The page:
I live in a busy household. With three sons and my wife, there are always lots of things going on which can make getting some quiet prayer time a bit of a challenge. I prefer a quiet time in the early morning - it helps me start the day well, focused and with purpose. Obviously, finding a quiet time in the family routine is helpful but even still, the house may be quiet but often my mind is running 100 miles per hour.
Maybe you have experienced how difficult it can be to quiet yourself and even when you do it seems that sooner or later, a distracting thought pops up right in the middle of your prayer! Many folks try to deal with this issue with greater volume. This simply means that they increase the volume of prayerful words and the volume which they pray! I suppose this is one way of combating distractions but not a very refreshing one nor is it a relational way to interact with God.
It is very common for even the most seasoned to struggle with distractions while praying and to deal with these distractions can either take you deeper into prayer or make you feel as if you have fought 12 rounds with the heavyweight champ! Many of us are taught to use violent forms of discipline to control our thoughts; get angry, frustrated, try harder, cast it out, but sadly many experience that the harder they fight, the more difficult it is to focus.
I have found that when I've used 'violent' forms of self-discipline, this actually accentuates the distraction while praying - it's like me telling you 'don't get distracted by your email' - in short order, you will find yourself wondering what's in your email. As we deal with the flesh aggressively it only serves to stir it up even more!
One day I was praying about this, and I had a picture come to mind. I pictured of a lovely river with green grassy banks and large full trees. The water was incredibly blue. As I sat and watched the river gently flow, I was waiting on God and noticed a unique piece of driftwood floating down the river. It held my attention as it flowed down the river until my prayer time was up. The prayer time had become about the piece of driftwood and not about God.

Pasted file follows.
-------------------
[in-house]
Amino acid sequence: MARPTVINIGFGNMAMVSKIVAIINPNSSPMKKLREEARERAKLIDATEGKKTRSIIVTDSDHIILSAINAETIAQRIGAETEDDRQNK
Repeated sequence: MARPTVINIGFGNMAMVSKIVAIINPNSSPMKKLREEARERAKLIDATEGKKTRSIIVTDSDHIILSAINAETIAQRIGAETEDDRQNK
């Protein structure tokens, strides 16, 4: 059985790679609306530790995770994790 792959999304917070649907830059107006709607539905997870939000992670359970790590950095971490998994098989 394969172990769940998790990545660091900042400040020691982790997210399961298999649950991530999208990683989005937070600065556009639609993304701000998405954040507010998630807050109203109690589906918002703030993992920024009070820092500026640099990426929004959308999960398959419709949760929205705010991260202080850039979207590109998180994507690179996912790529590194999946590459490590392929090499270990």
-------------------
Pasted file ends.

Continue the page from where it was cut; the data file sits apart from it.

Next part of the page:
Feeling a little ripped off, I took the picture I had to God in my next prayer time. I felt like He said to me that the driftwood was a distraction - a conflict, a worry about something, or something exciting. I felt like the Lord said that the river was my mind, and it is natural that various things flow through it. The challenge comes when I fixate or hold onto the thought - this is when the distraction gets its teeth. Even when I aggressively reject the source of the distraction, it becomes more entrenched. So I thought "Great, so what do I do about it?"
The answer was simple, but I find it much harder to implement. When the distraction enters my mind, like the driftwood, it needs to be allowed to continue to flow down the river - to just let it pass. Important thoughts will be waiting for us when we are done our prayer time, but by simply letting the thoughts enter and then leave our minds positions us, so we are aware of what is going on, but not allowing them to linger and become distractions.
It takes some practice, but next time you are having your quiet time, and a distraction enters your mind, consciously let it keep on going by trusting that God is big enough to hold the worries and concerns of the day while you are with Him and that when you're finished your quiet time, the important things will be there waiting when you are ready. And you will be refreshed and better able to deal with them!